Michael Antony Fitzgerald
Mike Fitzgerald, a free running fullback from Newcastle, burst onto the representative scene in 1975 with a series of scintillating performances that secured him selection for the Sixth Wallabies tour at just 20 years of age. Unfortunately, an unforgiving hamstring saw Fitzgerald wage a forlorn battle with injury throughout the tour.
Born in Sydney, Fitzgerald played his first rugby for Monaro High School, Cooma in the ACT competition, and in his final two years played in the 1st XV (1971-72). In 1970 he represented ACT U16s and two years later was selected for both the ACT U18s and NSW Combined High Schools.
By 1975 Fitzgerald was playing club football in Newcastle for the famous Waratah club. That season New South Wales Country enjoyed arguably their greatest year, one that was highlighted by two wins over Sydney as well as defeats of both England and Japan. Fitzgerald caught the eye against the English (W 14-13) in Goulburn where he threw a precisely timed pass for winger Ian Cameron to race away for the winning try deep into injury time. He also stood tall for Country when they “completely outclassed” Sydney 31-10 to retain the Wallaby Trophy. In a review of that match one journalist wrote: “Fitzgerald and outside-centre Bill McKid helped their chances greatly” with the Wallaby touring team in mind. Fitzgerald’s form earned him a state debut in the season’s second match against Queensland, one that doubled as the main trial ahead of the Sixth Wallabies team announcement. New South Wales ran out convincing 43-12 winners and the press were glowing in their commentary about the young Newcastle fullback: - His “dynamic attacking play was one of the brightest spots in the final tour trial”; Fitzgerald was “a sensation” in the pre-tour trials; he is “one of Australia’s most exciting prospects”. Fitzgerald, alongside Laurie Monaghan and utility back Jim Hindmarsh - who was the incumbent Wallaby fullback - were chosen for the John Hipwell-captained squad.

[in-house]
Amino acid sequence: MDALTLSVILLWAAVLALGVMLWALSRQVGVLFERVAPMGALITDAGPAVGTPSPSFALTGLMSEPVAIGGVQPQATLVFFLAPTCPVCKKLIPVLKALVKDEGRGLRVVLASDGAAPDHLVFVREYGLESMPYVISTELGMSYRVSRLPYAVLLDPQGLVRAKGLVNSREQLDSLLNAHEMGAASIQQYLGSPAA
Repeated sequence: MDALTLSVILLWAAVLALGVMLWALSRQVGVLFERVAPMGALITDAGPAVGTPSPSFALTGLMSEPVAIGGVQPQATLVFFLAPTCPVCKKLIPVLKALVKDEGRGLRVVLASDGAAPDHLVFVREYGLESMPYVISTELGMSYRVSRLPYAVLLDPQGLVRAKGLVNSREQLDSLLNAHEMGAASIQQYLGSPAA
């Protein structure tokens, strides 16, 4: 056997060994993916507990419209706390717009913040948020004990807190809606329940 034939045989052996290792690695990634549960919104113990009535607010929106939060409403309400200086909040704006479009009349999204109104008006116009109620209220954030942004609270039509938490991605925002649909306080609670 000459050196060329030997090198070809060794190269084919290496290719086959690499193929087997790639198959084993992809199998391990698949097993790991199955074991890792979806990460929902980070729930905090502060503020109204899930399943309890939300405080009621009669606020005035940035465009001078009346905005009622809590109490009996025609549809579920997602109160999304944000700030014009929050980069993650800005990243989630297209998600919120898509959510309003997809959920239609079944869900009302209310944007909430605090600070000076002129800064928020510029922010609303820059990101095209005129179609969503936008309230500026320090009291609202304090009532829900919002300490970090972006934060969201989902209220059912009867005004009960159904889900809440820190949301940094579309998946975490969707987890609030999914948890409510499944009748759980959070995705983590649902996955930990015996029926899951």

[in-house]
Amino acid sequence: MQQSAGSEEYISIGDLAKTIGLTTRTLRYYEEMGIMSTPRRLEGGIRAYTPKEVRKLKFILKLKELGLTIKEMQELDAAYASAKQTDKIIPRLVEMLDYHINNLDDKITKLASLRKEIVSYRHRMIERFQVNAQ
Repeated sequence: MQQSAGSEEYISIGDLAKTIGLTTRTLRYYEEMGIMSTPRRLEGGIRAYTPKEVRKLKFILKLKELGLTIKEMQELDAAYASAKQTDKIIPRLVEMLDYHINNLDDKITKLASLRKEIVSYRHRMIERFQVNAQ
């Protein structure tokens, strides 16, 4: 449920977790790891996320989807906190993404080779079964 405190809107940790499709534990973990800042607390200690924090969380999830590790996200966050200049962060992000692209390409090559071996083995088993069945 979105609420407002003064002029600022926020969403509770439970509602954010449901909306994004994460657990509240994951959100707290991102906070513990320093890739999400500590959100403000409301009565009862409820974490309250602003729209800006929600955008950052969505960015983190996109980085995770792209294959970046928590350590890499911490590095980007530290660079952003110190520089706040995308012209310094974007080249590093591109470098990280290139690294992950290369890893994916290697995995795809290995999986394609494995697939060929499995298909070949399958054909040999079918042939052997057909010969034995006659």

Picked for the tour’s opening fixture, against Oxford University, Fitzgerald strained his hamstring at a London training session in the week ahead of his debut. The selectors then chose to put him “on ice”. While the injury progressively showed signs of improvement tour manager Ross Turnbull was determined that Fitzgerald would not repeat the experience of some former tourists and told him to forget about playing until there was “no doubt his recovery is complete.” To Fitzgerald’s enormous credit he wore his disappointment extremely well. He did not let his spirit drop nor allowed his disappointment to transfer to other members of the team.
Fitzgerald eventually made his Australian debut in the 30-25 victory over Ulster, a game in which he converted all four Wallaby tries. Fitzgerald later conceded that he was not totally ready and as such did not fully extend himself. Tragically, in the very next match, Fitzgerald “knifed beautifully into the back line to put John Ryan away for a try but in the process felt that jab of pain again” in his leg. “It’s much worse this time”, the strain had indeed developed into a rupture, Fitzgerald lamented and sadly the injury ended his tour.
A 1977 comeback saw Fitzgerald spearhead Newcastle to early wins in the Country Carnival before he won selection on the NSW Country tour to the Pacific, USA. Canada and New Zealand. Fitzgerald then retired from representative rugby before he joined Wasps for a season in England. Fitzgerald returned to Newcastle where he continued to play club rugby through to the end of 1980.
Fitzgerald started two matches for the Sixth Wallabies - vs. Ulster at Ravenhill (W 30-12), and vs. Edinburgh at Myreside (W 10-9).